An Existential Question
I don’t much believe in luck. Not in this universe. I figure if something happens, somebody probably made it happen. Maybe a lot of somebodies.
As you move up the Bridge, your ability to correctly place cause improves. But low on the Bridge (and even at Clear), it can sometimes be difficult to pick apart the causation for events.
So I have an existential question for people out there who are smarter than I am about these things.
Some years ago, my wife and I were living about an hour north of where we are now. We’d been doing the one-hour commute for a few years, and we were pretty fed up with it. We decided to move back south. So we put our house up for sale and prepared to find a house closer to our business.
As it turned out, we put our house on the market just as a real estate boom was starting. We sold our house for twice what we paid for it. And managed to find a house close to work that fit our needs and was well within our price range. As an added bonus, just about that time, gas prices skyrocketed, which would have made a commute from our former northern house much much more expensive. So we dodged a bullet on that one, too.
Now, since I generally discount luck, I figured that somewhere in the back of my mind, I must have sensed that now was the time to act with regard to selling our house and moving. Some part of me must have been able to see the real estate boom and the gas crunch coming. At least that was my take on it.
Now, here’s another more recent event. A month or two ago, I reckoned it was time to replace the aging server on our internal computer network. It was slow and we had had to institute a few work-arounds to accommodate its age-related quirks. So I embarked on a plan to replace Pokey. I had a much newer machine named Poindexter which was not being used. So I started the lengthy process of transferring control and software over to it. In our case, this was a tedious process which took the better part of a week to accomplish, including testing and such. We left Pokey on the network as a backup, but Poindexter was finally functioning as the new server.
About a week later, late at night, I heard a loud POP! a couple of rooms away from my office. I got up to investigate, hoping something precariously stacked on something else might have simply fallen over. When I entered the room where the noise originated, there was a powerful smell of burnt electronics. I looked around, and there was the old server. Then I noticed that there was no noise coming from Pokey, whose fan would normally be making a fair amount of noise moving cooling air in and out of the computer’s case. Uh oh.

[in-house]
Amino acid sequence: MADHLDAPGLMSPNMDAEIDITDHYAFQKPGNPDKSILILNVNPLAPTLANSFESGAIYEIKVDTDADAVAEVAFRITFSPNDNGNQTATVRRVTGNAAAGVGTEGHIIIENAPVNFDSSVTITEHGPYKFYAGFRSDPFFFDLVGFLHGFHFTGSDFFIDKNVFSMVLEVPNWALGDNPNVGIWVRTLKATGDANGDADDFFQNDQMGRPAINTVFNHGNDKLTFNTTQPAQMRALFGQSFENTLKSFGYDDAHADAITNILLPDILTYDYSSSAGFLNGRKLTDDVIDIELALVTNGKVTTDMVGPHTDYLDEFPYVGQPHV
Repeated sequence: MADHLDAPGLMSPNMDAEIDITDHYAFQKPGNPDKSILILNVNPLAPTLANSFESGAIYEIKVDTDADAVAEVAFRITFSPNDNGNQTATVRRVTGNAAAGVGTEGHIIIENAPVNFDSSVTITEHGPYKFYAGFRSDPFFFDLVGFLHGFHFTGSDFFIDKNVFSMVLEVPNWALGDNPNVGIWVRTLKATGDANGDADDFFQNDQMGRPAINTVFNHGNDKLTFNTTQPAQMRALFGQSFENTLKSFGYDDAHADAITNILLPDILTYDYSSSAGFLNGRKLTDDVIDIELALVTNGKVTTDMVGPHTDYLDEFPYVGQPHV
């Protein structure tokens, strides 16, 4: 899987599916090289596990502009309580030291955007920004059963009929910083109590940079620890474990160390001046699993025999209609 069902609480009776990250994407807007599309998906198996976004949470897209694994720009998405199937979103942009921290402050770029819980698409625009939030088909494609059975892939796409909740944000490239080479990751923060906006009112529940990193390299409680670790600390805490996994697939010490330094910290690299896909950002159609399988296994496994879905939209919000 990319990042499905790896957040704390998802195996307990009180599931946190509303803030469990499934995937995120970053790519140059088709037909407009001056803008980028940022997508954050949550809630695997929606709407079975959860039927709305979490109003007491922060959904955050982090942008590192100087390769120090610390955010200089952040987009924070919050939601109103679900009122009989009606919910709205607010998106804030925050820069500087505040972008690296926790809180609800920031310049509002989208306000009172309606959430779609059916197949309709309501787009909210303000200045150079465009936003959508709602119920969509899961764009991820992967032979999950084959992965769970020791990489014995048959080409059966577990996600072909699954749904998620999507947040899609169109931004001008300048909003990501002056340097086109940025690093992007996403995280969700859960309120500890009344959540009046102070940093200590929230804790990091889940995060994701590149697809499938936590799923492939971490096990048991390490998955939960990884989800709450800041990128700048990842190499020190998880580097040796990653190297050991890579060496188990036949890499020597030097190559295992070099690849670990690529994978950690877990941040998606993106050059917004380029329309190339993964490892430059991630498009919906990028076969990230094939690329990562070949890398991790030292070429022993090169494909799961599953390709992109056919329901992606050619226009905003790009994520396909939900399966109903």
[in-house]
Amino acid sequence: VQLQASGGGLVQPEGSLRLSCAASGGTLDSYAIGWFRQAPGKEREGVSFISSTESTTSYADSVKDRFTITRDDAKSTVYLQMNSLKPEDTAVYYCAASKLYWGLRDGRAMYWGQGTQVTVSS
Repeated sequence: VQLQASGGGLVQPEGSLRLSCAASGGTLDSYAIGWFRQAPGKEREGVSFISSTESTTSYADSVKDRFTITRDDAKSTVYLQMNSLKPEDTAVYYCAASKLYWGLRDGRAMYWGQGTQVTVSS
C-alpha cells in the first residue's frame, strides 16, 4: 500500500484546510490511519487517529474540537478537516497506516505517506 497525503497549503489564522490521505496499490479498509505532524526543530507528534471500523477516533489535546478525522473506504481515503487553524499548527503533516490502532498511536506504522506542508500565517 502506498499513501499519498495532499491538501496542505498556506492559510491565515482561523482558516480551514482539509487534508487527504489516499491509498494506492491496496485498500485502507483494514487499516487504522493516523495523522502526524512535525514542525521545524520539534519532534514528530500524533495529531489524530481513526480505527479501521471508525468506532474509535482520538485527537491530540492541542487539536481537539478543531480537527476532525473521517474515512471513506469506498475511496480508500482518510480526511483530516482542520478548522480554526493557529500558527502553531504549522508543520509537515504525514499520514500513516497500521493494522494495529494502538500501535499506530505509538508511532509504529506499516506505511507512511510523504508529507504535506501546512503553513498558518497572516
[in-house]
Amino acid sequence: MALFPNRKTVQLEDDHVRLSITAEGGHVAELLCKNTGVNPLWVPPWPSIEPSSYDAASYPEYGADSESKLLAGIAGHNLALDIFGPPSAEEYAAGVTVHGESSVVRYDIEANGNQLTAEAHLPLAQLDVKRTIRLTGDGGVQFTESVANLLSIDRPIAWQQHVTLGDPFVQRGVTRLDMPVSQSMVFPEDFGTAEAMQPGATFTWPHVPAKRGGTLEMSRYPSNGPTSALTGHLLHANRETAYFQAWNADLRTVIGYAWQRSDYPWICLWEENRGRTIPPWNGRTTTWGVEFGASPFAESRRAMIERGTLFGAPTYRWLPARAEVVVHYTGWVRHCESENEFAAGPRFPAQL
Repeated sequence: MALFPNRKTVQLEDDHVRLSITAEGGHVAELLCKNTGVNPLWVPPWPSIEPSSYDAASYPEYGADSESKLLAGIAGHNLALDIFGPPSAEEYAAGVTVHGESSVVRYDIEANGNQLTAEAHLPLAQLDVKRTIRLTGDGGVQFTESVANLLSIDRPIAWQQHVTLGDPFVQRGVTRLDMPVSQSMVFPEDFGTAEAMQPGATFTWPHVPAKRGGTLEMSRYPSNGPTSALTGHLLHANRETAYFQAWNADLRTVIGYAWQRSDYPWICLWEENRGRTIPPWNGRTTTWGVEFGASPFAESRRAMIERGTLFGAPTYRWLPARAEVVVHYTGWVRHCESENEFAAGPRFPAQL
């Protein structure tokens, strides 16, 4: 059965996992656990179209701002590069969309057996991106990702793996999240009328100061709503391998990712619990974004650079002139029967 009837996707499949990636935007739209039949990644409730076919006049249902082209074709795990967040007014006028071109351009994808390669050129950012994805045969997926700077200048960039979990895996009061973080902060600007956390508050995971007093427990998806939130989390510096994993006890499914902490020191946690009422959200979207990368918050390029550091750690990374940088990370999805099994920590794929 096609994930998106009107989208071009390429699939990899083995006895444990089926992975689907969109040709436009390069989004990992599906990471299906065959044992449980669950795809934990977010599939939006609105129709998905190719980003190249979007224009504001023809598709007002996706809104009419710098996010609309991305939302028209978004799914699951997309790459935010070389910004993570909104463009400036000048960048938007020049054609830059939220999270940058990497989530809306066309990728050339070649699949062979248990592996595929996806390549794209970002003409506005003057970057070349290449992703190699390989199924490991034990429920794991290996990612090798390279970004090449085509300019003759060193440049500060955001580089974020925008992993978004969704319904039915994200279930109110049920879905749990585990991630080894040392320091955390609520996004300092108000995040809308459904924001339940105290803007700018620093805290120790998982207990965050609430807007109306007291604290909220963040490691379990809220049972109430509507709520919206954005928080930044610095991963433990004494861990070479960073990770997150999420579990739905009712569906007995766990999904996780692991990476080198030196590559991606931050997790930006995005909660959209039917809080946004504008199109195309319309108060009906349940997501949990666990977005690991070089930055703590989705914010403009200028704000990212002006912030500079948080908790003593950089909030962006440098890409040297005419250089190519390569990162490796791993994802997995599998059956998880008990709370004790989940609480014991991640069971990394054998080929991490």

A post mortem on Pokey proved that yes, that was where the pop came from. Some electronic component had disasterously (and loudly) failed, and Pokey was well and truly dead. Fortunately, Poindexter had taken over Pokey’s role, and this didn’t present a real crisis for us.
As subsequent days rolled by, I kept going back to how fortuitous it was that I had just previously decided to replace the one computer with the other. At the time, I decided to put it down to the phenomenon I mentioned earlier, where you know in the back of your mind something’s going to happen (Pokey’s going to fail). As a result, you take action to avoid catastrophe, without realizing you’re doing so because you know in the back of your mind about the pending disaster.
I mentioned this to my wife, who came up with an alternate explanation. In her mind, perhaps now that we didn’t need Pokey anymore, our postulates keeping it going ended, and it finally failed. In other words, we’d been propping up the old machine with our intention and postulates. And now that we didn’t need it any more, we stopped propping it up. And it just broke.
My wife’s a pretty smart cookie, and I suspect she’s right about this one. But it brings up a quandary about present time actions and the future. There are two cases here. One, there’s a pending future event which must be avoided (or taken advantage of) by present time action. There’s no question that the upcoming event is not solely your doing. Without knowing consciously about the future event, you take the proper present time
action. Happy ending. Two, you take present time action, and avoid a future disaster when your postulates change because of the action you took. Happy ending.
The existential question is this: the causation in each case looks different, but are they really different phenomena? Is case one really different from case two?
If you know the answer or can provide an LRH reference which addresses the question, feel free to comment.